When US Special Forces called in a deadly airstrike that killed 30 people at a Doctor's Without Borders Hospital in Afghanistan, they were nearly half a mile away from the target at the time. In fact, when the team summoned an American AC-130 gunship to fire on the hospital on October 3, they could not see the fully functioning medical facility at all. Instead they were relying on the advice from Afghan troops who had long insisted that the hospital was a Taliban base.
That's according to an anonymous former intelligence official who first leaked the news to the Associated Press last night. The location of US special forces at the time of the attack was also confirmed by Armed Services Committee member Republican Congressman Duncan Hunter, whose office has in contact with soldiers in Kunduz.
The Pentagon is currently conducting its own investigation of the incident, and did not respond to VICE News' request for comment on the latest account of the bombing.
"What we've said all along is that we want an independent international investigation," Tim Shenk a spokesperson for Doctors Without Borders, which goes by the French acronym MSF, told VICE News after seeing the latest information. "We still haven't received an official explanation from the US government on this."
The bombing of the hospital came in the midst of heavy fighting between the Taliban and US and Afghan government forces in early October. A small unit of the American 3rd Special Forces Group, around 35 soldiers, was helping approximately 100 Afghan troops to retake the city after the Taliban overran it weeks earlier.
In the month leading up to the battle, Afghan forces repeatedly asserted that the hospital was a base of operations for the Taliban.
However, it never furnished evidence for the claims. MSF has long maintained that, while the hospital treats patients on both sides of the conflict, it never ceded control of its facility to Taliban fighters. Last July, Afghan special forces raided the hospital looking for Taliban fighters, a move that MSF protested vigorously at the time.
In the days after the bombing, MSF called it a "war crime" and a "grave violation of international law." MSF said that even though it provided US forces with the GPS coordinates for the facility, the main central hospital building, which houses the intensive care unit, emergency rooms, and physiotherapy ward, was "repeatedly hit very precisely" by bombs for more than an hour, "while surrounding buildings were left mostly untouched." Afterwards, the US gunship strafed the facility with its high caliber machine guns.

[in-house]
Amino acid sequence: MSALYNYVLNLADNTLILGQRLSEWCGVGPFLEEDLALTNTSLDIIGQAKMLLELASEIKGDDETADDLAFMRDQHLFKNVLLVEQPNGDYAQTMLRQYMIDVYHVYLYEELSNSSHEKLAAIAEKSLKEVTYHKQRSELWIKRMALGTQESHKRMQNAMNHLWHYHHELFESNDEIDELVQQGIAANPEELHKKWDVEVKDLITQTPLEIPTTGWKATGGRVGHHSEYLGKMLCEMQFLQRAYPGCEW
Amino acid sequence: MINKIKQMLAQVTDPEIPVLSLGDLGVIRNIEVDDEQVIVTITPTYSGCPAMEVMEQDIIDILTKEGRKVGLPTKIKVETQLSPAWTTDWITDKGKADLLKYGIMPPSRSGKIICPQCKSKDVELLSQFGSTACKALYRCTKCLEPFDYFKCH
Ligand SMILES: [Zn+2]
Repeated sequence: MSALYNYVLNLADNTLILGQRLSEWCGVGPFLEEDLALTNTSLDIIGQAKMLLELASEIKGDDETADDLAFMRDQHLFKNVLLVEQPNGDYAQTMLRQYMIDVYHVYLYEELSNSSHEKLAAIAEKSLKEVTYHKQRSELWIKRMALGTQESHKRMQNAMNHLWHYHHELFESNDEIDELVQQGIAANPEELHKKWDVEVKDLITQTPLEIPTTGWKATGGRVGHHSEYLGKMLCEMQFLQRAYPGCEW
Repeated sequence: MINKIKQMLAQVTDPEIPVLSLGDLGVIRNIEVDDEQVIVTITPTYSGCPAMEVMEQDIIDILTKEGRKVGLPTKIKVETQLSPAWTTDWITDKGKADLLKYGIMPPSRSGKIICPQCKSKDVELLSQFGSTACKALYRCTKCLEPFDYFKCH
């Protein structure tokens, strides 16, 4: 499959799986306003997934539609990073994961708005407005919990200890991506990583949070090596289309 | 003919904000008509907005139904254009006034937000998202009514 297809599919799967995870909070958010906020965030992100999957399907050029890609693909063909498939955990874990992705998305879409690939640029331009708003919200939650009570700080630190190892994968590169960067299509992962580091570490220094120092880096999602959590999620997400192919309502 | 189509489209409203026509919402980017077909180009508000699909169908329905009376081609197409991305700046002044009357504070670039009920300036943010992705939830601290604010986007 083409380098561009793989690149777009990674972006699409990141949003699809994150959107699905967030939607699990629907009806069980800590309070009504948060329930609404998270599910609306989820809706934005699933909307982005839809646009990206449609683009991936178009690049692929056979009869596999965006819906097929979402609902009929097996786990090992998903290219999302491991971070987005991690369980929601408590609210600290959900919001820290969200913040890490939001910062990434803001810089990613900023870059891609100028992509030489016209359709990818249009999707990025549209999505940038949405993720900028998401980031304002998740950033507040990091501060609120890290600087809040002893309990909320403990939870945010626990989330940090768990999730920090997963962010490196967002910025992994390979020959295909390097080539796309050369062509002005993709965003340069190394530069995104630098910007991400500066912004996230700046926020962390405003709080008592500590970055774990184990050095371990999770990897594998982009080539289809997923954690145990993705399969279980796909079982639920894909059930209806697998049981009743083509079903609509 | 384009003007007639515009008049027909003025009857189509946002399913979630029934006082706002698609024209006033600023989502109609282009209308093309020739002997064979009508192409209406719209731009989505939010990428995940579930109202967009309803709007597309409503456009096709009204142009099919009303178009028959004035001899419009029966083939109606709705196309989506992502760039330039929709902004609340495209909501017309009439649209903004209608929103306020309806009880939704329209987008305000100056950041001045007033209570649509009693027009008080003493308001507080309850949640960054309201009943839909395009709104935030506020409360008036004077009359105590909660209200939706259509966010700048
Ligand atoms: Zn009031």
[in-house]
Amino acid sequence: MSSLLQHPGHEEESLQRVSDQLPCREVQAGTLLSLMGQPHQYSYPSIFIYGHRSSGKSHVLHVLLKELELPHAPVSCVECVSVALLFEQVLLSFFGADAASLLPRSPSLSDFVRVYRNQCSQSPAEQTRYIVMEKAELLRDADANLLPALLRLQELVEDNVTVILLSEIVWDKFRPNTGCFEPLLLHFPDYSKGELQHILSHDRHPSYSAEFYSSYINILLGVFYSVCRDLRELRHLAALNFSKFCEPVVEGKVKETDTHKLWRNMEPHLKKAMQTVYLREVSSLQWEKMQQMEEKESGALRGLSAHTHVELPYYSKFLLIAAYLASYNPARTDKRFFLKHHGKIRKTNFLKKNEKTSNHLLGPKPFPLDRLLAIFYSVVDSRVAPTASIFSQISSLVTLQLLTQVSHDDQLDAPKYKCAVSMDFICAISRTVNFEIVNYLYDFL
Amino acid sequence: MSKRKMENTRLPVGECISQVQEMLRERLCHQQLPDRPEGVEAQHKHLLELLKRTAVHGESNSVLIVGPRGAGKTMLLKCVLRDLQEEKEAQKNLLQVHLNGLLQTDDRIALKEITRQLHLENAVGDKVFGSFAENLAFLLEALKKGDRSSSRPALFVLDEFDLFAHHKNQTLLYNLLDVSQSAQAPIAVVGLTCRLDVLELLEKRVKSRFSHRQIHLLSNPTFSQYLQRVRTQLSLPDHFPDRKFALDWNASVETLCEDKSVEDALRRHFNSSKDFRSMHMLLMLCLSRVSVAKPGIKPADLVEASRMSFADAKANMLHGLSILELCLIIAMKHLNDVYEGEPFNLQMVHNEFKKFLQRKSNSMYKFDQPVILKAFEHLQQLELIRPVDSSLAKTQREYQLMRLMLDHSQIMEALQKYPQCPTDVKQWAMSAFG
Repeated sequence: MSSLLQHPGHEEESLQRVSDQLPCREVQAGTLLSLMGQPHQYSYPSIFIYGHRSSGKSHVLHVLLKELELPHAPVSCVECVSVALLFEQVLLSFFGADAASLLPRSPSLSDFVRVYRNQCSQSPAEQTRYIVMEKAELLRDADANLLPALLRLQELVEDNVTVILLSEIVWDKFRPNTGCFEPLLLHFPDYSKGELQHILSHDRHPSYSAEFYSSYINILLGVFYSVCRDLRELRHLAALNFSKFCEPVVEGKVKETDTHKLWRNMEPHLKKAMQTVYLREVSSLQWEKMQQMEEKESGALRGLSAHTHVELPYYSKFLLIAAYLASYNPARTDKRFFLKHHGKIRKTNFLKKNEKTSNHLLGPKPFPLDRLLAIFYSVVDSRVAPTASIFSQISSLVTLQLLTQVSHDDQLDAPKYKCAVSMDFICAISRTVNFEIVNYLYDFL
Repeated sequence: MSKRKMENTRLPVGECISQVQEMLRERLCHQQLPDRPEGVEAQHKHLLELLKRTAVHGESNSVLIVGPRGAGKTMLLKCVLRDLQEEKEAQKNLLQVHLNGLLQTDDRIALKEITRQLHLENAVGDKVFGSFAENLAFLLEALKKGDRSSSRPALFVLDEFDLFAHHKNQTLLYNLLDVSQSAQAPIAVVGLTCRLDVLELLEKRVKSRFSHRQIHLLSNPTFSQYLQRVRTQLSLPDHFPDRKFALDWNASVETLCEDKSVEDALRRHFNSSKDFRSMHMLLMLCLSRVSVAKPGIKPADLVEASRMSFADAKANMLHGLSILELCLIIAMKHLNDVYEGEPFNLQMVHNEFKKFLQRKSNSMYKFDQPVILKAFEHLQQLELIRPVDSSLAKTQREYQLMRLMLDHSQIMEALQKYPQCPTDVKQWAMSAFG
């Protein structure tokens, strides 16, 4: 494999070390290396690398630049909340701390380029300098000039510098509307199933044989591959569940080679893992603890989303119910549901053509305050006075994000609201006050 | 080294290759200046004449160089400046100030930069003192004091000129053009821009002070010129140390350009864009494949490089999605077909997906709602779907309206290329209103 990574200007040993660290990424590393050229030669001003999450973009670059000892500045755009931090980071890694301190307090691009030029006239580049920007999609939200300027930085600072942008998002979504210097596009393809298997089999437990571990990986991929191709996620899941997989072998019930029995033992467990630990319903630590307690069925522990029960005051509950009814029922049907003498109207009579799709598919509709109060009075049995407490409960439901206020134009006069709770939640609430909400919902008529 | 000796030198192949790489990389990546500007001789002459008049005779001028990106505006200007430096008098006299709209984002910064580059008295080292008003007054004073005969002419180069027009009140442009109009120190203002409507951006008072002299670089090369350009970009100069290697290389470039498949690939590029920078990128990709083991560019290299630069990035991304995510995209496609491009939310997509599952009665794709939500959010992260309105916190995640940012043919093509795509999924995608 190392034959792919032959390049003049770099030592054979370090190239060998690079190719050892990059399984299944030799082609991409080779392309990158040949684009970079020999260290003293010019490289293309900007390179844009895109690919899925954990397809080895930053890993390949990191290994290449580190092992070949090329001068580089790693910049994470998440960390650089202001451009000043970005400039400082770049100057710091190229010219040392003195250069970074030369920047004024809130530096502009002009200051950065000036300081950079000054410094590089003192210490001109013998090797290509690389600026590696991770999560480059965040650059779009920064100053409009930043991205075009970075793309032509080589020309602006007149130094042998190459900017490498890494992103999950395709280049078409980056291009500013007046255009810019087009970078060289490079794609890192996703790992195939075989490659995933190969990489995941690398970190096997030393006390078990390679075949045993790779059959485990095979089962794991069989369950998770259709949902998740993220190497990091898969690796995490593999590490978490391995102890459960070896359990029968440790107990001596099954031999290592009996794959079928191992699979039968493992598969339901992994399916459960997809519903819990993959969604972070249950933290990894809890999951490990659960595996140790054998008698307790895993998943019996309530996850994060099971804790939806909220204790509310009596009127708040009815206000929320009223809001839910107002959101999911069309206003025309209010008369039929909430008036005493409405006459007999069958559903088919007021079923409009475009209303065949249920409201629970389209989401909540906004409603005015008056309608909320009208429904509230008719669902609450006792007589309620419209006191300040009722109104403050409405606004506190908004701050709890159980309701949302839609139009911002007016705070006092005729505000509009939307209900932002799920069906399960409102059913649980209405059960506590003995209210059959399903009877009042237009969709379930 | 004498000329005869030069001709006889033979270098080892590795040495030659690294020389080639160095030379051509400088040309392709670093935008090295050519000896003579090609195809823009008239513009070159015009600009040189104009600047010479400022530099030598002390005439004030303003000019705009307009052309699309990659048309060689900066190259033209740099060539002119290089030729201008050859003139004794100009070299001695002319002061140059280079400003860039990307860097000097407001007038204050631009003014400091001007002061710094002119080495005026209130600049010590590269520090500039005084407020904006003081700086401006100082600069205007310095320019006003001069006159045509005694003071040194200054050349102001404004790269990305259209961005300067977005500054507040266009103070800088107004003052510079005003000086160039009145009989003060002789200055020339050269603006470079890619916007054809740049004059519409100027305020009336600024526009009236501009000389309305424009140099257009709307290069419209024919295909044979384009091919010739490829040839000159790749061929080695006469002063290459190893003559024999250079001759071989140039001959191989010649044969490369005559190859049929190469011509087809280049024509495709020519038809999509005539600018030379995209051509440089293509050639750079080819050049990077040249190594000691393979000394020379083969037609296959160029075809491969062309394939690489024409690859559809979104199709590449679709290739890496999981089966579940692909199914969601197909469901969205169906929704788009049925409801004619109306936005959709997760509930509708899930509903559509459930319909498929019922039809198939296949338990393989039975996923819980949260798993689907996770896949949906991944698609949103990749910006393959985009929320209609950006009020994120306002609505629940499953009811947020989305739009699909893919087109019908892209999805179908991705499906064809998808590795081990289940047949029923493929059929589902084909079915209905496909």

The AP also obtained a daily log kept by the commander of the US special forces troop in Kunduz that show the US was indeed aware the hospital was functioning and treating the wounded just days before the airstrike. But those same logs also indicate that the US military believed the hospital was being used by Taliban fighters.
It's unclear how that intelligence found its way into the hands of US commanders, and if it was backed up with anything more than claims made by Afghan forces.
VICE News contacted several Afghan government officials in Kunduz who confirmed that the conventional wisdom at the time was that the Taliban used the hospital as a base of operations. No evidence was ever provided to support the claim, and MSF has long maintained that it will give Taliban fighters medical care, along with anyone else wounded in the region. The hospital was the only fully functioning medical facility in all of Kunduz.
The latest details about the positioning of US forces is just the latest wrinkle in a constantly changing timeline of events in the lead-up to the bombing. The US military itself has repeatedly changed its story, making it difficult to nail down specific details.
Immediately following the attack, the Pentagon released a statement saying the hospital had been "collateral damage" in an airstrike against "individuals threatening" Afghan forces that were "in the vicinity." A day later, it clarified its original account, and admitted that the hospital had been directly struck — but provided no details about the circumstances.
The next day, the top US commander in Afghanistan, General John F. Campbell, claimed that the airstrike had been called in by Afghan forces fighting the Taliban nearby. Then, in an October 6 hearing on Capitol Hill, Campbell admitted that it was in fact US Special Forces — not the Afghan army — who communicated with the gunship.
President Barack Obama has since apologized for the attack, and the Pentagon has also admitted the bombing was a mistake. The Pentagon, NATO, and the Afghan government are all conducting investigations of the incident, but MSF has repeatedly said these probes are not enough, and called for an independent investigation.
Watch VICE News' documentary Embedded in Northern Afghanistan: The Resurgence of the Taliban: